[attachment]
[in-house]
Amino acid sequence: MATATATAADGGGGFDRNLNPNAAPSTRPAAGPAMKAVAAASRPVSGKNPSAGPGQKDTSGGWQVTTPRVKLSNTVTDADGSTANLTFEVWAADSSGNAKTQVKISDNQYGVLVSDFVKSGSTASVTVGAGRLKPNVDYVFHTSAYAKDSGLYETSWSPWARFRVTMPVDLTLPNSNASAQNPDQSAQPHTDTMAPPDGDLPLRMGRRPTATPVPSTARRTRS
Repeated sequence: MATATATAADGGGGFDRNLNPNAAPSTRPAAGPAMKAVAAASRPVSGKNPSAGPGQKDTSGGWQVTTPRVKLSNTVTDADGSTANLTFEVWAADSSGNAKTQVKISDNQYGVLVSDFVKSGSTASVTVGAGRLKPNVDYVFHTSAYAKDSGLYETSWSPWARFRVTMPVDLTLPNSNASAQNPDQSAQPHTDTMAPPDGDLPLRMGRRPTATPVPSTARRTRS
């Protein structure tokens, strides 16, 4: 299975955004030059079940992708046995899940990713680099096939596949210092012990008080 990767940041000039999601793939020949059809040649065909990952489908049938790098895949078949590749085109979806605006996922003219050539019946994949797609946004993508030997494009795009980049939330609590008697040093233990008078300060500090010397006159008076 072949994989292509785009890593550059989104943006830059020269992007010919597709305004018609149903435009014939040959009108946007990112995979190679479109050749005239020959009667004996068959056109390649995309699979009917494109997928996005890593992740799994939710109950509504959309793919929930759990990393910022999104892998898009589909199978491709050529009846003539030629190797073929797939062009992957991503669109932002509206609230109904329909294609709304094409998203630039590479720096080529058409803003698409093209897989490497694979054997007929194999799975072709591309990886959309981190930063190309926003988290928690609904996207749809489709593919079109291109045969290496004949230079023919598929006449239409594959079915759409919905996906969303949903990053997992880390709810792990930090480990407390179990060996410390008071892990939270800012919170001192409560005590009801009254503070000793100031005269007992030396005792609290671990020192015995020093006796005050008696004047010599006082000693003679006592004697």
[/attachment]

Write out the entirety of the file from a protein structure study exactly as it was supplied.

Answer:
[in-house]
Amino acid sequence: MATATATAADGGGGFDRNLNPNAAPSTRPAAGPAMKAVAAASRPVSGKNPSAGPGQKDTSGGWQVTTPRVKLSNTVTDADGSTANLTFEVWAADSSGNAKTQVKISDNQYGVLVSDFVKSGSTASVTVGAGRLKPNVDYVFHTSAYAKDSGLYETSWSPWARFRVTMPVDLTLPNSNASAQNPDQSAQPHTDTMAPPDGDLPLRMGRRPTATPVPSTARRTRS
Repeated sequence: MATATATAADGGGGFDRNLNPNAAPSTRPAAGPAMKAVAAASRPVSGKNPSAGPGQKDTSGGWQVTTPRVKLSNTVTDADGSTANLTFEVWAADSSGNAKTQVKISDNQYGVLVSDFVKSGSTASVTVGAGRLKPNVDYVFHTSAYAKDSGLYETSWSPWARFRVTMPVDLTLPNSNASAQNPDQSAQPHTDTMAPPDGDLPLRMGRRPTATPVPSTARRTRS
């Protein structure tokens, strides 16, 4: 299975955004030059079940992708046995899940990713680099096939596949210092012990008080 990767940041000039999601793939020949059809040649065909990952489908049938790098895949078949590749085109979806605006996922003219050539019946994949797609946004993508030997494009795009980049939330609590008697040093233990008078300060500090010397006159008076 072949994989292509785009890593550059989104943006830059020269992007010919597709305004018609149903435009014939040959009108946007990112995979190679479109050749005239020959009667004996068959056109390649995309699979009917494109997928996005890593992740799994939710109950509504959309793919929930759990990393910022999104892998898009589909199978491709050529009846003539030629190797073929797939062009992957991503669109932002509206609230109904329909294609709304094409998203630039590479720096080529058409803003698409093209897989490497694979054997007929194999799975072709591309990886959309981190930063190309926003988290928690609904996207749809489709593919079109291109045969290496004949230079023919598929006449239409594959079915759409919905996906969303949903990053997992880390709810792990930090480990407390179990060996410390008071892990939270800012919170001192409560005590009801009254503070000793100031005269007992030396005792609290671990020192015995020093006796005050008696004047010599006082000693003679006592004697």